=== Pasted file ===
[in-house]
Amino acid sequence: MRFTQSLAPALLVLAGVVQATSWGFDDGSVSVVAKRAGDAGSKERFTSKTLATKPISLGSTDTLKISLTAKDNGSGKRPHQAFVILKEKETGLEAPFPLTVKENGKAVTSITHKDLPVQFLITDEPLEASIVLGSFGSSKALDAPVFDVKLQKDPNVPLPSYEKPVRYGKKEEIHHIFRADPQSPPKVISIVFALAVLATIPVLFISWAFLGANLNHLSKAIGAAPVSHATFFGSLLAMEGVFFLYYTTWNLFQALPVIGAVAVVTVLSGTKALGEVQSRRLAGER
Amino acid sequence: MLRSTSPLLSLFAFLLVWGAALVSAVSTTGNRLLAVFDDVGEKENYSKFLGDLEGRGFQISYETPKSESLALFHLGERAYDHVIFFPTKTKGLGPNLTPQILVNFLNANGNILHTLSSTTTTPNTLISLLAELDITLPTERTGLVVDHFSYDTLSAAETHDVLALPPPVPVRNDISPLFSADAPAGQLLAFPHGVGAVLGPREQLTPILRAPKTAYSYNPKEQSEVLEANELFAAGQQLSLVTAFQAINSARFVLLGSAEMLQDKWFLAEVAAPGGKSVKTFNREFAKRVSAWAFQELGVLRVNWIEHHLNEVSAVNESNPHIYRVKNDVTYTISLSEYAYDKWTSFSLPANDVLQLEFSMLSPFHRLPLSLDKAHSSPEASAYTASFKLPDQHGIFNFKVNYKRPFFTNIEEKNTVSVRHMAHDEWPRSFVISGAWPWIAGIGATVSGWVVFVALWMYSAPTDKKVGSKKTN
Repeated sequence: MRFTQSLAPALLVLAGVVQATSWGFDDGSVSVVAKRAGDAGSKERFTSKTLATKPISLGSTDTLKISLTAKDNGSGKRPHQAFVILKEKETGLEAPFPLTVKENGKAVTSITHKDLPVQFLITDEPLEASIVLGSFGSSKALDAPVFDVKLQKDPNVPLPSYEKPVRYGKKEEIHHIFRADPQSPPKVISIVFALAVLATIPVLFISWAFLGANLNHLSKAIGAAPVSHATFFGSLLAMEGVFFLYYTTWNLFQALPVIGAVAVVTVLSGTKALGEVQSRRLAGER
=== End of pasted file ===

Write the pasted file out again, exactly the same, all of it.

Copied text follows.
[in-house]
Amino acid sequence: MRFTQSLAPALLVLAGVVQATSWGFDDGSVSVVAKRAGDAGSKERFTSKTLATKPISLGSTDTLKISLTAKDNGSGKRPHQAFVILKEKETGLEAPFPLTVKENGKAVTSITHKDLPVQFLITDEPLEASIVLGSFGSSKALDAPVFDVKLQKDPNVPLPSYEKPVRYGKKEEIHHIFRADPQSPPKVISIVFALAVLATIPVLFISWAFLGANLNHLSKAIGAAPVSHATFFGSLLAMEGVFFLYYTTWNLFQALPVIGAVAVVTVLSGTKALGEVQSRRLAGER
Amino acid sequence: MLRSTSPLLSLFAFLLVWGAALVSAVSTTGNRLLAVFDDVGEKENYSKFLGDLEGRGFQISYETPKSESLALFHLGERAYDHVIFFPTKTKGLGPNLTPQILVNFLNANGNILHTLSSTTTTPNTLISLLAELDITLPTERTGLVVDHFSYDTLSAAETHDVLALPPPVPVRNDISPLFSADAPAGQLLAFPHGVGAVLGPREQLTPILRAPKTAYSYNPKEQSEVLEANELFAAGQQLSLVTAFQAINSARFVLLGSAEMLQDKWFLAEVAAPGGKSVKTFNREFAKRVSAWAFQELGVLRVNWIEHHLNEVSAVNESNPHIYRVKNDVTYTISLSEYAYDKWTSFSLPANDVLQLEFSMLSPFHRLPLSLDKAHSSPEASAYTASFKLPDQHGIFNFKVNYKRPFFTNIEEKNTVSVRHMAHDEWPRSFVISGAWPWIAGIGATVSGWVVFVALWMYSAPTDKKVGSKKTN
Repeated sequence: MRFTQSLAPALLVLAGVVQATSWGFDDGSVSVVAKRAGDAGSKERFTSKTLATKPISLGSTDTLKISLTAKDNGSGKRPHQAFVILKEKETGLEAPFPLTVKENGKAVTSITHKDLPVQFLITDEPLEASIVLGSFGSSKALDAPVFDVKLQKDPNVPLPSYEKPVRYGKKEEIHHIFRADPQSPPKVISIVFALAVLATIPVLFISWAFLGANLNHLSKAIGAAPVSHATFFGSLLAMEGVFFLYYTTWNLFQALPVIGAVAVVTVLSGTKALGEVQSRRLAGER